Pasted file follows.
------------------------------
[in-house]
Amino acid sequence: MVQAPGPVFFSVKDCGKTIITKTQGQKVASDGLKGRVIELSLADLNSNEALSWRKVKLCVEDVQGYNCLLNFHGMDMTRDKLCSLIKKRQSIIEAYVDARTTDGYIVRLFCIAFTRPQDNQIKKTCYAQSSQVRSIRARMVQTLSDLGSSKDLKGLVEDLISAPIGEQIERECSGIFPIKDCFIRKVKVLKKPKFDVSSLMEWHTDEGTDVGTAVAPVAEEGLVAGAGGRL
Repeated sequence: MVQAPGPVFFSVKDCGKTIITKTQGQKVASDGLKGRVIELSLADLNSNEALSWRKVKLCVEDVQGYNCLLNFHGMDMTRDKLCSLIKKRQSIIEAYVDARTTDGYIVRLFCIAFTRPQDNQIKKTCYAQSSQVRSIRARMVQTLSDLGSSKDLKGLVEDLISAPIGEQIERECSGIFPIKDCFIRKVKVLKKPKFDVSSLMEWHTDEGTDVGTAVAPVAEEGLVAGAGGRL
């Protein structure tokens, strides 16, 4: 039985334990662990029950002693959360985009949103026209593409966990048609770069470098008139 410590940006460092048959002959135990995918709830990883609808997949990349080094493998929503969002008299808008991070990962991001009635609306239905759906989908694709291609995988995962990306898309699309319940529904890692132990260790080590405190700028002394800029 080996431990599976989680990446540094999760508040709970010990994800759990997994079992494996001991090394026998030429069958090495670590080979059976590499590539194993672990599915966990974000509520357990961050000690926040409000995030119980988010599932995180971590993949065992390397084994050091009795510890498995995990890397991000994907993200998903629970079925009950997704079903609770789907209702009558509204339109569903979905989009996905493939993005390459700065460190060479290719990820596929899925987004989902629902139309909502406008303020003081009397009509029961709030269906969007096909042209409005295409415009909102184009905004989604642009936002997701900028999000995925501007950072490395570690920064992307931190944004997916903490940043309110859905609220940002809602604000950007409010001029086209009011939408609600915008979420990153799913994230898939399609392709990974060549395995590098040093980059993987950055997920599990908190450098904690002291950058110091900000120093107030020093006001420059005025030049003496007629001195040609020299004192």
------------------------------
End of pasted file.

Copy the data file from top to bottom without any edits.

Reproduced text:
[in-house]
Amino acid sequence: MVQAPGPVFFSVKDCGKTIITKTQGQKVASDGLKGRVIELSLADLNSNEALSWRKVKLCVEDVQGYNCLLNFHGMDMTRDKLCSLIKKRQSIIEAYVDARTTDGYIVRLFCIAFTRPQDNQIKKTCYAQSSQVRSIRARMVQTLSDLGSSKDLKGLVEDLISAPIGEQIERECSGIFPIKDCFIRKVKVLKKPKFDVSSLMEWHTDEGTDVGTAVAPVAEEGLVAGAGGRL
Repeated sequence: MVQAPGPVFFSVKDCGKTIITKTQGQKVASDGLKGRVIELSLADLNSNEALSWRKVKLCVEDVQGYNCLLNFHGMDMTRDKLCSLIKKRQSIIEAYVDARTTDGYIVRLFCIAFTRPQDNQIKKTCYAQSSQVRSIRARMVQTLSDLGSSKDLKGLVEDLISAPIGEQIERECSGIFPIKDCFIRKVKVLKKPKFDVSSLMEWHTDEGTDVGTAVAPVAEEGLVAGAGGRL
């Protein structure tokens, strides 16, 4: 039985334990662990029950002693959360985009949103026209593409966990048609770069470098008139 410590940006460092048959002959135990995918709830990883609808997949990349080094493998929503969002008299808008991070990962991001009635609306239905759906989908694709291609995988995962990306898309699309319940529904890692132990260790080590405190700028002394800029 080996431990599976989680990446540094999760508040709970010990994800759990997994079992494996001991090394026998030429069958090495670590080979059976590499590539194993672990599915966990974000509520357990961050000690926040409000995030119980988010599932995180971590993949065992390397084994050091009795510890498995995990890397991000994907993200998903629970079925009950997704079903609770789907209702009558509204339109569903979905989009996905493939993005390459700065460190060479290719990820596929899925987004989902629902139309909502406008303020003081009397009509029961709030269906969007096909042209409005295409415009909102184009905004989604642009936002997701900028999000995925501007950072490395570690920064992307931190944004997916903490940043309110859905609220940002809602604000950007409010001029086209009011939408609600915008979420990153799913994230898939399609392709990974060549395995590098040093980059993987950055997920599990908190450098904690002291950058110091900000120093107030020093006001420059005025030049003496007629001195040609020299004192």